Dean of the Faculty of Health and Professor, School of Public Health Sciences

Liu advances health-care technology through her leadership roles in research, administration, service and mentoring students and post-docs. Her research program examines acceptance and adoption of technologies by older adults, their care partners, health care professionals, and unlicensed care personnel. Her team focuses on approaches to inform and implement policies that create safe environments for older adults with dementia at risk of going missing.

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Kate Mercer

Dr. Kate Mercer

Engineering & Research Services Librarian, Adjunct Assistant Professor Systems Design Engineering

Dr. Kate Mercer graduated with a Master of Information from the University of Toronto, and a PhD in Pharmacy from the University of Waterloo, focusing on communicating health information. Kate is the liaison librarian for Systems Design Engineering and Biomedical Engineering at the University of Waterloo where her job includes collaborating with faculty, staff, and students to effectively provide instruction and support and conduct research. At the University of Waterloo, Kate works on strategies related to information and misinformation, understanding the research landscape, and building innovative partnerships that span disciplines.

Kate is passionate about understanding how health information and technology interact, how people are accessing, understanding, and disseminating information, and how to better support students through their undergraduate degrees and beyond. Kate also researches in how engineering and science students navigate information seeking, and how to understand how framing critical appraisal can facilitate both learning and professional practice in the real world. Kate publishes on a range of topics including information literacy, misinformation, scientific communication, artificial intelligence, and empathy in engineering teaching and learning.

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Samantha Meyer

Dr. Samantha Meyer

Associate Professor; Associate Director, Graduate Studies, School of Public Health Sciences

Dr. Samantha Meyer is an applied social scientist with expertise in social theory and a variety of methodological approaches used to inform research investigating critical and timely public health problems. Meyer’s specific research focus is understanding the complex social and structural factors that shape population health, and the health of vulnerable populations specifically. The concept of trust as it relates to health communication and acceptance of health promotion efforts is central to her work. Theoretically, she has identified and operationalised semantic distinctions between trust and the related concepts of dependence and obligation that are critical for research investigating and measuring trust. Her empirical research demonstrates the role of trust in the acceptance of health promotion efforts (e.g., vaccine uptake). She completed her graduate and early career research in Australia before returning to Canada as an Associate Professor in the School of Public Health Sciences, University of Waterloo.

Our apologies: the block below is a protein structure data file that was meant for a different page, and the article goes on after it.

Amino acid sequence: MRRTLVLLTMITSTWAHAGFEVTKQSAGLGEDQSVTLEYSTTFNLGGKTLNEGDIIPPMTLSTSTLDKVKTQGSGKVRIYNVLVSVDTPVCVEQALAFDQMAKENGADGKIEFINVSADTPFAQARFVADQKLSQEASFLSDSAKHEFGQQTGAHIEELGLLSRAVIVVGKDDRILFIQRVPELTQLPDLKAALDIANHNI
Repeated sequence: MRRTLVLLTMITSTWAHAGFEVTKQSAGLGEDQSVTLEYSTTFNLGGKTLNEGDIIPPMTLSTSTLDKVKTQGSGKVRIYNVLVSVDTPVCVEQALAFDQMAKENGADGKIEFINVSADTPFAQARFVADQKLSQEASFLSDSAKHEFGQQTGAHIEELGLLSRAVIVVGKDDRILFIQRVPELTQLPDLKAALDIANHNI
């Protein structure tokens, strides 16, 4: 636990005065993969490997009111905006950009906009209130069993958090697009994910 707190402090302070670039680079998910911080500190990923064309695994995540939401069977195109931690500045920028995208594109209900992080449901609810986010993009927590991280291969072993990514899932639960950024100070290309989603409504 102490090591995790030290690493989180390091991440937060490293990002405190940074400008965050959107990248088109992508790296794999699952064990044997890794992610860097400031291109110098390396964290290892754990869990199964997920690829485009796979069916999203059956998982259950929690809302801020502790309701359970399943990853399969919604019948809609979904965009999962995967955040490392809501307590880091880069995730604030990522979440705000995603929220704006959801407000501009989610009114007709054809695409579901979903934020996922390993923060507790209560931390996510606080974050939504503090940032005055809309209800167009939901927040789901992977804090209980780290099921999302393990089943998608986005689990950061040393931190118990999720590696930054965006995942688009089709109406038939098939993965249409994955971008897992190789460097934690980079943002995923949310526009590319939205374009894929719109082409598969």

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Plinio Morita

Dr. Plinio Morita

Associate Professor, School of Public Health Sciences, Faculty of Health

As the Director of the Ubiquitous Health Technology Lab (UbiLab), Plinio Morita has focused his research on population level surveillance, remote patient monitoring (RPM), and personalized medicine technologies to be used to prevent unnecessary visits to hospitals and drive our healthcare system toward community care and telehealth. The current state of the technology limits how clinicians can use data collected from RPM and IoT systems as the quality, frequency, and reliability of the data is normally lower than clinical standards. The UbiLab expands the area of population-level surveillance, remote patient monitoring, and precision medicine by developing algorithms and systems of systems that combine data from mHealth and IoT sensor technology that can satisfy clinical standards while also providing meaningful use for the patient to the ocean of data currently collected by these smart technologies. In a nutshell, Morita’s research interests are in the areas of population-level surveillance using IoT data, mHealth and wearable technology design, ubiquitous sensors for smart homes, usage data and health data analytics, precision medicine, and technology for aging. All technologies that will help us live longer independent lives. 

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Leah Morris

Leah Morris

Senior Director, Velocity Program at Radical Ventures

Leah is a Senior Director at Radical Ventures – a venture capital firm investing in entrepreneurs applying deep technology to transform massive industries. Leah focuses on Radical’s post-investment Velocity Program, research network, and responsible AI efforts. She co-developed the open-source Responsible AI for Startups (RAIS) framework for early-stage investors with the Vector Institute for Artificial Intelligence.